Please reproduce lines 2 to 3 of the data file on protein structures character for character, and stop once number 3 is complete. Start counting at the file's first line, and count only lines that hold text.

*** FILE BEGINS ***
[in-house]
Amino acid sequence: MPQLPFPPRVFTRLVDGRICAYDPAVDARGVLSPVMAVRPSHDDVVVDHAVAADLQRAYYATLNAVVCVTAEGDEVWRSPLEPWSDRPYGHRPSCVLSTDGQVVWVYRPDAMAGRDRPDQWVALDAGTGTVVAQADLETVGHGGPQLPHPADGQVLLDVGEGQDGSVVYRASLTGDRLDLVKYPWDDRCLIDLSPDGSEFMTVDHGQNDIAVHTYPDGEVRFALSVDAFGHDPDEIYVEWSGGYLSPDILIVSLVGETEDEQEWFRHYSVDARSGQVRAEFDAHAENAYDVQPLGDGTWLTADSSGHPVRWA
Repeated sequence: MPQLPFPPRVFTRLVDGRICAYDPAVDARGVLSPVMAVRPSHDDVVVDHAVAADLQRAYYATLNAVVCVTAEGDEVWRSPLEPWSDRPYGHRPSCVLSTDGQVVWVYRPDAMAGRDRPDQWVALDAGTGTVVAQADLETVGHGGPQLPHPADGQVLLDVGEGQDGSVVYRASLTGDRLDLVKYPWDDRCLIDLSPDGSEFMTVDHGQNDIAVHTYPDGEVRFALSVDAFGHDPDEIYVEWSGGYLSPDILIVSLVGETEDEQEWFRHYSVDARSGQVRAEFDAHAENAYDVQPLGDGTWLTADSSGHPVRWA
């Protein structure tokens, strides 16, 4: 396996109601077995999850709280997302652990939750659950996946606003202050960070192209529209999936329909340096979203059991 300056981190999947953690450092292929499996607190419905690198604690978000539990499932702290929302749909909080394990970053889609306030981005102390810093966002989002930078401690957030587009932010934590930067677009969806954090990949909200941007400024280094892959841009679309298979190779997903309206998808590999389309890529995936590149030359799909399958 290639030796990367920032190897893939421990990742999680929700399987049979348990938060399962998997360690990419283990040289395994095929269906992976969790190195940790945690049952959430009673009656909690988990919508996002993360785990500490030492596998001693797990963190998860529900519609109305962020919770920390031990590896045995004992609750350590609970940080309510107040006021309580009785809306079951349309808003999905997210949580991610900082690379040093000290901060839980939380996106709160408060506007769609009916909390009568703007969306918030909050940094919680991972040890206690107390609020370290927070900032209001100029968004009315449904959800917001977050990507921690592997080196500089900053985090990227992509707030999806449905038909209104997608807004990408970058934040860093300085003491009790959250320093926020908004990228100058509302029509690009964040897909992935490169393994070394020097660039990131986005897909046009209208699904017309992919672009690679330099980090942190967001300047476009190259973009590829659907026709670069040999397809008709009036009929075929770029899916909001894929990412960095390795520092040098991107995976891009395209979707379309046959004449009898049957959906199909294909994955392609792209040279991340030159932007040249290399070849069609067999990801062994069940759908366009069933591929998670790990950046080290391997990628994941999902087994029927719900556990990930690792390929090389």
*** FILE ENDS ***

Amino acid sequence: MPQLPFPPRVFTRLVDGRICAYDPAVDARGVLSPVMAVRPSHDDVVVDHAVAADLQRAYYATLNAVVCVTAEGDEVWRSPLEPWSDRPYGHRPSCVLSTDGQVVWVYRPDAMAGRDRPDQWVALDAGTGTVVAQADLETVGHGGPQLPHPADGQVLLDVGEGQDGSVVYRASLTGDRLDLVKYPWDDRCLIDLSPDGSEFMTVDHGQNDIAVHTYPDGEVRFALSVDAFGHDPDEIYVEWSGGYLSPDILIVSLVGETEDEQEWFRHYSVDARSGQVRAEFDAHAENAYDVQPLGDGTWLTADSSGHPVRWA
Repeated sequence: MPQLPFPPRVFTRLVDGRICAYDPAVDARGVLSPVMAVRPSHDDVVVDHAVAADLQRAYYATLNAVVCVTAEGDEVWRSPLEPWSDRPYGHRPSCVLSTDGQVVWVYRPDAMAGRDRPDQWVALDAGTGTVVAQADLETVGHGGPQLPHPADGQVLLDVGEGQDGSVVYRASLTGDRLDLVKYPWDDRCLIDLSPDGSEFMTVDHGQNDIAVHTYPDGEVRFALSVDAFGHDPDEIYVEWSGGYLSPDILIVSLVGETEDEQEWFRHYSVDARSGQVRAEFDAHAENAYDVQPLGDGTWLTADSSGHPVRWA